Dog Theft Awareness: How to keep your dog safe whilst out and about

A comprehensive guide on dog theft and best practices on how to protect your dog

Guide authored by GroomArts Academy, training and education centre for dog grooming courses.

We've all left our dogs outside the shop while we pop in for some milk, or left the car window open as we run to do an errand – but unfortunately, in lockdown, a rise in dog thefts has occurred, and it's become even more essential to keep ourselves and our dogs safe. There have even been reports of dog thieves dressing up as RSPCA workers and pretending that the dog matches a lost or stolen dog's description in the area. 

With more people working from home or unable to see their family and friends, there's a higher demand for dogs and people are willing to pay more - this has led to a massive 250 per cent rise in thefts. Dog theft is still an ongoing issue in 2021, with many major news outlets in the UK reporting on such crimes weekly.

Unfortunately, the sale of stolen dogs has become exceedingly profitable for gangs across the UK and Europe and sadly, only 5% of dog thefts result in a conviction. With the numbers snowballing, people have started a petition for the government to increase sentencing for dog thieves. At the time of writing the petition has over 200,000 signatures. 

Why do people steal dogs?

Dog theft has become a lucrative business for criminals. The price of dachshunds, pugs and bulldogs is said to be up 75 per cent since March 2019. The cost of a pug has almost doubled from £684 to £1,220. According to the Dogs Trust, French bulldogs’ value has also leapt in price from £1,251 to £2,128.

In 2018, the government rejected calls to change the law, saying that the Theft Act provided sufficient sanctions. However, with the rise in dog thefts through lockdown, people are pushing for more stringent punishment. In October 2020, the government debated the idea of making dog theft a specific offence, as currently having your dog stolen is treated the same as any other stolen property like a bicycle or laptop. Home Secretary Priti Patel has promised to look at stricter measures for criminals engaging in dog theft in the future.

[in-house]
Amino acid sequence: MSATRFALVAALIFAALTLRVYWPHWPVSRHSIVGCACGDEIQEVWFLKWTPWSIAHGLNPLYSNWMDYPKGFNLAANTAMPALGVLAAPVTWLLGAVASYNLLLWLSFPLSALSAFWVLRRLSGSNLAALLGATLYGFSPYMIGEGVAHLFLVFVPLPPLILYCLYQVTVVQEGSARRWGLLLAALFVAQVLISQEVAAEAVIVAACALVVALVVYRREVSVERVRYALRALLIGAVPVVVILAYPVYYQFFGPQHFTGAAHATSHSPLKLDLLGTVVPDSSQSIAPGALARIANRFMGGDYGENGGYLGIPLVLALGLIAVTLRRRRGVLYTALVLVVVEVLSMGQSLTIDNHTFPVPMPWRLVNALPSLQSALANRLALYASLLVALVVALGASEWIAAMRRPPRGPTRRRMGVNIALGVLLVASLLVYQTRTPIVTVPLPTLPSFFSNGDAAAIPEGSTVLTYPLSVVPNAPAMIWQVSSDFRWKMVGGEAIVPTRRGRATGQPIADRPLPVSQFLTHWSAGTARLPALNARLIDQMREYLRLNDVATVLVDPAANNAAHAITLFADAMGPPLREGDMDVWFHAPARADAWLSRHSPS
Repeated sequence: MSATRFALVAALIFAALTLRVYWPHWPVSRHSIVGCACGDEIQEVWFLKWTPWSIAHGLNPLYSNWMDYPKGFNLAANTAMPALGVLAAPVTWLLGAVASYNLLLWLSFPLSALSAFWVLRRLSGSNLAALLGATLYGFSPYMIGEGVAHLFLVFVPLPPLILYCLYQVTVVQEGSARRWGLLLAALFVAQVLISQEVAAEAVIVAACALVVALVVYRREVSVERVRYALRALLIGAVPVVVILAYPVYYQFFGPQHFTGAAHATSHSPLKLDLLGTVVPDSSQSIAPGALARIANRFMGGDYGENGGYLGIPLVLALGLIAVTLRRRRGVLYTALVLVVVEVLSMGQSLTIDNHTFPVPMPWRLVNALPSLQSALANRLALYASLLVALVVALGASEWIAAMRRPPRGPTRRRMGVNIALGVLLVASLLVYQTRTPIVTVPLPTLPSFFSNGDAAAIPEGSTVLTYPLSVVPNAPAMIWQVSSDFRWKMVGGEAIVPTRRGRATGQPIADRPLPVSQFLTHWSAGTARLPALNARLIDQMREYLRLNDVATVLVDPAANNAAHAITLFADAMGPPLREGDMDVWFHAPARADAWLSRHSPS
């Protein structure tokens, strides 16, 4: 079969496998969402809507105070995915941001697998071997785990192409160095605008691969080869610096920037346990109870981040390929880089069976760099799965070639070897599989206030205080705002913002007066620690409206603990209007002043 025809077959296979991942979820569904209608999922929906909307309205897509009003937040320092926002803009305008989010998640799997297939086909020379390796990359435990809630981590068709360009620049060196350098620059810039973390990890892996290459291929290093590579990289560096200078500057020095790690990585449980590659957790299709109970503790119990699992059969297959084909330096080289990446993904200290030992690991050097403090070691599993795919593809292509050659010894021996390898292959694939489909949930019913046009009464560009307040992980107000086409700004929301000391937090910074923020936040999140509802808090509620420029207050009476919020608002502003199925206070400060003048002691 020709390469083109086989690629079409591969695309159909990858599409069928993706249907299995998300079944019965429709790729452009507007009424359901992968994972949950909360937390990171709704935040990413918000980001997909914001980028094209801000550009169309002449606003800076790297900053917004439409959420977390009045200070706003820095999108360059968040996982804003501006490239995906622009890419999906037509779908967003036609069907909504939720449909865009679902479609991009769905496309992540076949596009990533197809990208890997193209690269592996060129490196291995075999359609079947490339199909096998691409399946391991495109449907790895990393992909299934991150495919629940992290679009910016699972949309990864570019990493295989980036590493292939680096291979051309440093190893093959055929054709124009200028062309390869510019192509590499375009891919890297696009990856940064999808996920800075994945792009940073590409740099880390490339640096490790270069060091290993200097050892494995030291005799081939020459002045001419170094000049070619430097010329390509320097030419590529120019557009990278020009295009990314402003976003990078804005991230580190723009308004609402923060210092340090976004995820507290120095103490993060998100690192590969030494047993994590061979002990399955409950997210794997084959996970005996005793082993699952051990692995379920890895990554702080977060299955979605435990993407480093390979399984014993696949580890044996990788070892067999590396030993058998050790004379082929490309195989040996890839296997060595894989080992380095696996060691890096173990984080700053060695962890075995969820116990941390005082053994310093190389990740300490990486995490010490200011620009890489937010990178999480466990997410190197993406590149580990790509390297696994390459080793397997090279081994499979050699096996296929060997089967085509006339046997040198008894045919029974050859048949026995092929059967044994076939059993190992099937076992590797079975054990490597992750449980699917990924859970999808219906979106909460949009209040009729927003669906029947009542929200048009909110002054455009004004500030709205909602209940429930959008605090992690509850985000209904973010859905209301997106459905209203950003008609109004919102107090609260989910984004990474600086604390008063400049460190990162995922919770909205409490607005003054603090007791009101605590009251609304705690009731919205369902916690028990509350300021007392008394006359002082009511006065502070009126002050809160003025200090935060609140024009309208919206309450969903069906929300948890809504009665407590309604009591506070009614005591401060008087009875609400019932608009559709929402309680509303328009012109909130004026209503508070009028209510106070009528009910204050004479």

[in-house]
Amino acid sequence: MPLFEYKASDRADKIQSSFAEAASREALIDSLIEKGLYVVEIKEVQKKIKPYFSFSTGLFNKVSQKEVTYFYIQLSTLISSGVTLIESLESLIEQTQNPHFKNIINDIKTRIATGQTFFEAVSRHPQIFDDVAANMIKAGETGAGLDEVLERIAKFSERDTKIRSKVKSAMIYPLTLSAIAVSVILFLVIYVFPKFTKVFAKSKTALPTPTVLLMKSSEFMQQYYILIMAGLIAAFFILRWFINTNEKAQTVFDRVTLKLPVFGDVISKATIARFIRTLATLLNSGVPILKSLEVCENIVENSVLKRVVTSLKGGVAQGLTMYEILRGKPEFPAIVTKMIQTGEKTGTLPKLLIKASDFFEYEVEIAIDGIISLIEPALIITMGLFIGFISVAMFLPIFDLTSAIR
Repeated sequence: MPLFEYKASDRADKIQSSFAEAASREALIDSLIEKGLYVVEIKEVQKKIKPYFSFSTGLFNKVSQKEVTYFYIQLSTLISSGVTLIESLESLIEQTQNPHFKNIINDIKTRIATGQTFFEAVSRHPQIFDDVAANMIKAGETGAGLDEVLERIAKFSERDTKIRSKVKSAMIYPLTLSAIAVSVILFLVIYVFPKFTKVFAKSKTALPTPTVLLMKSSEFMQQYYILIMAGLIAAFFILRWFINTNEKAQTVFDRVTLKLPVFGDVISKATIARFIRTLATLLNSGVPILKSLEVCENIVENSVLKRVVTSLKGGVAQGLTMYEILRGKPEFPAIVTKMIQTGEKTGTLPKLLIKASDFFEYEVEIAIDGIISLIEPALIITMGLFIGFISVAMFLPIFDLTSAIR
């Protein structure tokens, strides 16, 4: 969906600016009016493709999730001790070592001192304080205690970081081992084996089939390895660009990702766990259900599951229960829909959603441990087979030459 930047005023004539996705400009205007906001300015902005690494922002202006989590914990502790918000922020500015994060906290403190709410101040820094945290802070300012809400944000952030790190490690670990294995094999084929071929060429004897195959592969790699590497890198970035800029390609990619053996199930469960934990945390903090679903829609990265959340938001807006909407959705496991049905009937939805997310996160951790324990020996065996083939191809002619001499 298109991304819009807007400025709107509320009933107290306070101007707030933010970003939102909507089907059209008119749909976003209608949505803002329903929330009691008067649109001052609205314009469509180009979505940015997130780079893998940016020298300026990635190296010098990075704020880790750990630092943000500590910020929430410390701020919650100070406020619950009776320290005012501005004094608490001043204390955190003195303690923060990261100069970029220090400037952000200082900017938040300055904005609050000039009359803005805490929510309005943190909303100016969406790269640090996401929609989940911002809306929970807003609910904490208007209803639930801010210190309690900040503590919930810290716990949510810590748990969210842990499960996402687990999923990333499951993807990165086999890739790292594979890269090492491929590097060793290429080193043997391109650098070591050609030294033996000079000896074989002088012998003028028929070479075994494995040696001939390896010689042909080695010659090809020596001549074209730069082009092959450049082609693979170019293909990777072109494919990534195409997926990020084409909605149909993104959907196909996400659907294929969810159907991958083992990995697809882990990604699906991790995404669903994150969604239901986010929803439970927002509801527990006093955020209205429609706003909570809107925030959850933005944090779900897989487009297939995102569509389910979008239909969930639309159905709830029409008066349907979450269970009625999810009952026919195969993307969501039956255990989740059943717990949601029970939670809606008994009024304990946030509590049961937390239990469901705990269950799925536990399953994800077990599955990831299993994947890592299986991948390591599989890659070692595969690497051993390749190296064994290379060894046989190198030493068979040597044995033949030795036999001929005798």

How to prevent your dog from being stolen


The RSPCA recommends that you do not leave your dog alone outside a shop, in your car or even in your garden. 54% of dog thefts happen in gardens, so make sure you keep a close eye on your dog and secure your garden. As a dog owner you should be wary of people paying too much attention to your dog on walks or asking to take pictures with your dog.


Your dog should always wear a collar with your name, address, and telephone number; this way, if it gets lost, whoever finds it can contact you quickly. Your dog should be microchipped, as this means they will be permanently identifiable. Vets advise that you have your dog’s microchip checked every year. It also helps if you had all of the paperwork regarding your pup along with pictures of it from different angles readily available in a safe place.


There are several emerging technologies in the anti-theft market. There are GPS trackers that allow you to know your dog's location at all times; these can be attached to the collar. Unfortunately, GPS trackers are quite apparent on the collar and could be easily removed. A home security system can be quite expensive, but it is a great way to check up on your dog while you're away from the house. You can also get doorbell security cameras that monitor whoever comes up to your front door; these would be a significant deterrent to thieves trying to enter the home.